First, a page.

How to configure your SMTP Server

Windows 2000 Server contains a built-in SMTP server. You can find it in the Internet Information Services (IIS) Management Console, available within Administrative Tools.

You can configure your SMTP server to deal with all your outgoing mail, instead of using the SMTP server of your ISP. It is fully functional, and you do not need to resort to the expense of buying Microsoft Exchange Server to deal with your mail (unless you need the additional functionality that Exchange provides).

One advantage of this is that your e-mail clients (eg Outlook, Outlook Express) can be set up to be independent of your ISP. This means that you could use a number of different ISPs without having to change the settings in your e-mail clients each time.

To perform the basic configuration of the SMTP server, follow these instructions :-

  • Right click on the default SMTP server in IIS, and click Properties
  • On the General tab :-
    1. The Name will be set to 'Default SMTP Virtual Server'.
    2. The IP Address will be '(All Unassigned)'.
    3. Tick 'enable logging' (this is useful when you have problems), and select 'W3C Extended Log File Format' as the Active log Format. You can change the details that are logged and the location of the log file by pressing the Properties button.
  • On the Access tab :-
    1. Press the Authentication button, and tick the 'Anonymous Access' box.
    2. Press the Connection button, and select the 'All except the list below' radio button.
    3. Press the Relay button, and select the 'Only the list below' radio button. Use the Add button to restrict relaying to the computers on your LAN.
  • On the Messages tab :-
    1. Place the email address of your mail administrator in the 'Send copy of non delivery report to' box.
    2. You can make other settings here, and change the location of the Bad Mail directory.
  • On the Delivery tab :-
    1. Change the First, Second and Third Retry Intervals to 5, 10 and 15 minutes respectively.

You now need to create your Remote Domains. To do this, expand the SMTP server tree and :-

  • Right click on the Domains, and select New > Domain. This starts the New Domain wizard.
  • Select the Remote radio button and press Next.
  • Enter a domain name to which you want to be able to send mail (eg, and press Finish.

Now you need to make a setting on the Remote Domain that you have just created. Right click on the new Remote Domain, select Properties and follow these instructions :-

  • Tick the 'Allow incoming mail to be relayed to this domain' box, and press OK.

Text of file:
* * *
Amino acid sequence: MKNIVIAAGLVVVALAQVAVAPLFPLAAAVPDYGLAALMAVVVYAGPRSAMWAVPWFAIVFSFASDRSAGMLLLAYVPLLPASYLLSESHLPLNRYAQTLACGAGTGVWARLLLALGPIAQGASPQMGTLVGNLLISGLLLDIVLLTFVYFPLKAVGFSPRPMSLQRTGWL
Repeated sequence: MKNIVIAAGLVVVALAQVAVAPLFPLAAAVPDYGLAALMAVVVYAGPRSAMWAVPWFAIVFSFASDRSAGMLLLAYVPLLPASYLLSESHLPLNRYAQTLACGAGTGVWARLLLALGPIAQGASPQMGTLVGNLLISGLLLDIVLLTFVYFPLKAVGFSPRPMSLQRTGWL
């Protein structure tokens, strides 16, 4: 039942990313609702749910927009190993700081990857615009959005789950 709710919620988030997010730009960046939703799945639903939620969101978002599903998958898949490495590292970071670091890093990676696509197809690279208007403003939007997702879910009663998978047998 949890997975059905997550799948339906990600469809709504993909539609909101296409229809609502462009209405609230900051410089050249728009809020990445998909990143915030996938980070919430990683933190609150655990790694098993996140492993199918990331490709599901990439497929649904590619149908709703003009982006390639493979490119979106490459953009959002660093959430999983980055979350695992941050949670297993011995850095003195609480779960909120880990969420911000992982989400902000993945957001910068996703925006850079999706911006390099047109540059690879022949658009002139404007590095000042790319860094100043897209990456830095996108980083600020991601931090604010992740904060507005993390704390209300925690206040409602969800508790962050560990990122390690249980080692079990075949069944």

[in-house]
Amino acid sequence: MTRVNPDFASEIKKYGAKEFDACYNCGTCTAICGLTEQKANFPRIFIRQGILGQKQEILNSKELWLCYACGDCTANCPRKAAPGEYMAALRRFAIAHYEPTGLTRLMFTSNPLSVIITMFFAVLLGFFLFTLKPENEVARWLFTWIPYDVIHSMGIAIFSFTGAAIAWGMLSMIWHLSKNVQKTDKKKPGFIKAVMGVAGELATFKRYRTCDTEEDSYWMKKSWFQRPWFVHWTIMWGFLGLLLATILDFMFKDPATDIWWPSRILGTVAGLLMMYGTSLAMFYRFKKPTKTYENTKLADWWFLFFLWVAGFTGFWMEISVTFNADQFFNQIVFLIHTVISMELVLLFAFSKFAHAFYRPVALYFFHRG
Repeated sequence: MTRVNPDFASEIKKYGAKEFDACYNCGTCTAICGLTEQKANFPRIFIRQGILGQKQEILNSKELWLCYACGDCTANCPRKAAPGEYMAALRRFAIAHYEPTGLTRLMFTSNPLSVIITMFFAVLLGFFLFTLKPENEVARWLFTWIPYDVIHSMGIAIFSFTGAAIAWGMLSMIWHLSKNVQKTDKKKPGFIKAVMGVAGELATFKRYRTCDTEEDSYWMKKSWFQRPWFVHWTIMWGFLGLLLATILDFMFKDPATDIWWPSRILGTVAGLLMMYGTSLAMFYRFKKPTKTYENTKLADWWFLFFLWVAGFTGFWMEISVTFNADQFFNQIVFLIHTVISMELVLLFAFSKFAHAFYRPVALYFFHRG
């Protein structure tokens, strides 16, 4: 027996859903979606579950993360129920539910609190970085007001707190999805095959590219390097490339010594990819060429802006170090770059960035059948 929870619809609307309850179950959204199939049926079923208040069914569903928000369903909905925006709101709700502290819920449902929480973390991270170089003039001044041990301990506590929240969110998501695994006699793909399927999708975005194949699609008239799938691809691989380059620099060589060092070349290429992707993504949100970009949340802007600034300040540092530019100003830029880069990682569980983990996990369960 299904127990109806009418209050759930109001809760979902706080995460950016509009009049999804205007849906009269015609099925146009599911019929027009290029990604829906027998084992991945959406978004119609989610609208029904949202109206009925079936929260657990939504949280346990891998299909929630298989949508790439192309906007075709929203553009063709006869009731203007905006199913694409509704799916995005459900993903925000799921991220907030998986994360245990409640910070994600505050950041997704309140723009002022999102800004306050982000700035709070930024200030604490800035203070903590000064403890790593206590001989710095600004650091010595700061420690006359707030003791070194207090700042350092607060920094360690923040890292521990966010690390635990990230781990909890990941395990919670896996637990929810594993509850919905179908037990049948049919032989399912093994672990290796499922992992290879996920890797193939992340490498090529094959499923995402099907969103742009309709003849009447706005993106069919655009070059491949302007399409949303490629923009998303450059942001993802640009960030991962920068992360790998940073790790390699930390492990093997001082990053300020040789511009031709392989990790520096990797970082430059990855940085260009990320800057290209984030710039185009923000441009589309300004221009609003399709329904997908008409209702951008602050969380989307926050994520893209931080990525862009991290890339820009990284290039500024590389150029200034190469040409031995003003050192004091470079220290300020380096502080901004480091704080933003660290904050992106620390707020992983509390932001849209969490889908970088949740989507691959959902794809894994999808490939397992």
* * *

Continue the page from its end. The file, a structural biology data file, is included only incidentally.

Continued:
You can now change the 'Outgoing Mail (SMTP)' setting in your email clients (in Outlook this can be found under Tools > Accounts > Properties > Servers) to the IP Address of your server (you can set up a DNS entry for it, so that you can use, for example, smtp.yourdomain instead of an IP Address). You will now be able to send mail from you email clients to the particualr Remote Domain that you have just set up.

Now comes the awkward part. Your SMTP server will, as it is currently configured, send mail only to domains for which you have set up a Remote Domain. But what you really need is to be able to send mail to any domain. You can set up many specific Remote Domains, and you can set up Remote Domains like *.net, *.com, * But the list would be huge. You would need to set up a Remote Domain for every Top Level Domain (TLD) in existence. If you look at the Internet Assigned Numbers Authority (IANA) site, you will find that the number of TLDs currently stands at well over 200. What you need to be able to do is to set up a single Remote Domain of '*.*' or '*', but if you try to do this using the New Domain wizard, it will not allow it.

Fortunately, there is a way around this restriction. All the information in IIS is actually held in an equivalent of the registry, called the metabase. You can edit the metabase using a tool called MetaEdit, which you can download from Microsoft. Now, as with editing the registry, editing the metabase can have catastrophic consequences if you are not very careful. You can take a backup of the metabase before you start editing it, using the 'backup configuration' option in the IIS MMC.

What you can do with MetaEdit is to rename a Remote Domain to '*', so that this one single Remote Domain handles mail to all domains. So the first thing to do is to create a single Remote Domain (say *.net), get it set up correctly and test it to make sure it is relaying. Then, once you are satisfied that it is working, call up MetaEdit (installed into Administrative Tools by default) and follow these instructions :-

  • Ensure that the IIS MMC is closed.
  • Select the LM hive.
  • Expand 'SmtpSvc', then '1', then 'Domain'.
  • Rename the '*.net' key to '*'
  • Exit MetaEdit
  • Restart IIS (including IISAdmin, W3SVC, SMTP)

If you now expand the SMTP server hive in the IIS MMC, you will see the Remote Domain '*'. You should now be able to send mail to any domain from your email clients.



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